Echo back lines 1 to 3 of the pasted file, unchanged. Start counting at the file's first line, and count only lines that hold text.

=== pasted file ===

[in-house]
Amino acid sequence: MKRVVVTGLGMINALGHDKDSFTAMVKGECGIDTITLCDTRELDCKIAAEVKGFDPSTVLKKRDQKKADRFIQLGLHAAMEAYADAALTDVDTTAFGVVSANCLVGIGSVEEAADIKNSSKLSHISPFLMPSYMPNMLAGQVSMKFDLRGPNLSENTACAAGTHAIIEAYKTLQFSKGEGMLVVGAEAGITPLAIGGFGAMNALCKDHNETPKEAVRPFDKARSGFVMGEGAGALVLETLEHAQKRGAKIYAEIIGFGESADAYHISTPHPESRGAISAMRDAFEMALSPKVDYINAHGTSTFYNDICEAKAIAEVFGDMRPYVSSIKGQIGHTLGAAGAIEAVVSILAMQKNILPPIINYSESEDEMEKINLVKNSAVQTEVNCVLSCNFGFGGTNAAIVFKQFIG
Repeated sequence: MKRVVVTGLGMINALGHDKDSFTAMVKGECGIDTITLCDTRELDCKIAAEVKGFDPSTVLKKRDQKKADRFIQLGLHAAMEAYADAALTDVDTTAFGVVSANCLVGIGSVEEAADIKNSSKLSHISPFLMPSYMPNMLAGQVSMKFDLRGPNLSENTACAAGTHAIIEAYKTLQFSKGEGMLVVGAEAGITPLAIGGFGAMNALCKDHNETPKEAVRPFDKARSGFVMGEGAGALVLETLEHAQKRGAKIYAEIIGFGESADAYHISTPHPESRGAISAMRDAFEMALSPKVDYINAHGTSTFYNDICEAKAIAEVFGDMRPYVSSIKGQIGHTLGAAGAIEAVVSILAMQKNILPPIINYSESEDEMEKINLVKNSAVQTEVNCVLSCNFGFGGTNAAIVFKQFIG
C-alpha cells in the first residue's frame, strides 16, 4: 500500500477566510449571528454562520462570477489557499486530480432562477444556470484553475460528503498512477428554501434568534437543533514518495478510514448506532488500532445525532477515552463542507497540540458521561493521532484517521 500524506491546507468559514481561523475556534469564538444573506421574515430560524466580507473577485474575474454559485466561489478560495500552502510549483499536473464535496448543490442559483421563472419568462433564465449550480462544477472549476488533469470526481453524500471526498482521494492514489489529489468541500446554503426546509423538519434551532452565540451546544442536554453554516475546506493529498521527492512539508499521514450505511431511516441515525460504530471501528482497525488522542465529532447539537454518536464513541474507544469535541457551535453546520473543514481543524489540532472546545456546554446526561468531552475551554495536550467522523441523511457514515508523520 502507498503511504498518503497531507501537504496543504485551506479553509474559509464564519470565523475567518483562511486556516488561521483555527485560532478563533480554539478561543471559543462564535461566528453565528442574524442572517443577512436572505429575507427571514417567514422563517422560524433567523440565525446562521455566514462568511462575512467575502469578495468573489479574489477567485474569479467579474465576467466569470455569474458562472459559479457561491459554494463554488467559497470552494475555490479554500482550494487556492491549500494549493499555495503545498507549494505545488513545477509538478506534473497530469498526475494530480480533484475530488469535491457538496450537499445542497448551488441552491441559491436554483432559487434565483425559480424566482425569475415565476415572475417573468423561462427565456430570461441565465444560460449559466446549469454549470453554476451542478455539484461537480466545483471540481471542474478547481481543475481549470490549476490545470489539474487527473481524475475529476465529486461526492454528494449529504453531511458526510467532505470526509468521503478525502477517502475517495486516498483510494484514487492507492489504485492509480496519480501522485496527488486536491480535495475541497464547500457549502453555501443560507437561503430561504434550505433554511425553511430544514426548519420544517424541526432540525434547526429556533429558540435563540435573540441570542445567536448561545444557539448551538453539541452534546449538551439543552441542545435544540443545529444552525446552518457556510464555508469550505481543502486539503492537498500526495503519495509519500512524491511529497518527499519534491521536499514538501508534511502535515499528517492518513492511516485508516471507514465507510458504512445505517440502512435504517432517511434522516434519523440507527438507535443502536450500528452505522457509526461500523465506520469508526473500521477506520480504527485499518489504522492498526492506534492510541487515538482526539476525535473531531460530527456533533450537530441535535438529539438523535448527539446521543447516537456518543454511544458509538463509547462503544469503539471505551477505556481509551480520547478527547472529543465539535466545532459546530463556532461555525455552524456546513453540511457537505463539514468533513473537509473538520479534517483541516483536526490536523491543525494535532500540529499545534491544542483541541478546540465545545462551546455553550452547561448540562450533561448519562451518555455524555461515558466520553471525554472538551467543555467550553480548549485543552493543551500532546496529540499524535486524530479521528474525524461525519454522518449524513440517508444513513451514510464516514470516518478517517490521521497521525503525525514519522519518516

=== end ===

[in-house]
Amino acid sequence: MKRVVVTGLGMINALGHDKDSFTAMVKGECGIDTITLCDTRELDCKIAAEVKGFDPSTVLKKRDQKKADRFIQLGLHAAMEAYADAALTDVDTTAFGVVSANCLVGIGSVEEAADIKNSSKLSHISPFLMPSYMPNMLAGQVSMKFDLRGPNLSENTACAAGTHAIIEAYKTLQFSKGEGMLVVGAEAGITPLAIGGFGAMNALCKDHNETPKEAVRPFDKARSGFVMGEGAGALVLETLEHAQKRGAKIYAEIIGFGESADAYHISTPHPESRGAISAMRDAFEMALSPKVDYINAHGTSTFYNDICEAKAIAEVFGDMRPYVSSIKGQIGHTLGAAGAIEAVVSILAMQKNILPPIINYSESEDEMEKINLVKNSAVQTEVNCVLSCNFGFGGTNAAIVFKQFIG
Repeated sequence: MKRVVVTGLGMINALGHDKDSFTAMVKGECGIDTITLCDTRELDCKIAAEVKGFDPSTVLKKRDQKKADRFIQLGLHAAMEAYADAALTDVDTTAFGVVSANCLVGIGSVEEAADIKNSSKLSHISPFLMPSYMPNMLAGQVSMKFDLRGPNLSENTACAAGTHAIIEAYKTLQFSKGEGMLVVGAEAGITPLAIGGFGAMNALCKDHNETPKEAVRPFDKARSGFVMGEGAGALVLETLEHAQKRGAKIYAEIIGFGESADAYHISTPHPESRGAISAMRDAFEMALSPKVDYINAHGTSTFYNDICEAKAIAEVFGDMRPYVSSIKGQIGHTLGAAGAIEAVVSILAMQKNILPPIINYSESEDEMEKINLVKNSAVQTEVNCVLSCNFGFGGTNAAIVFKQFIG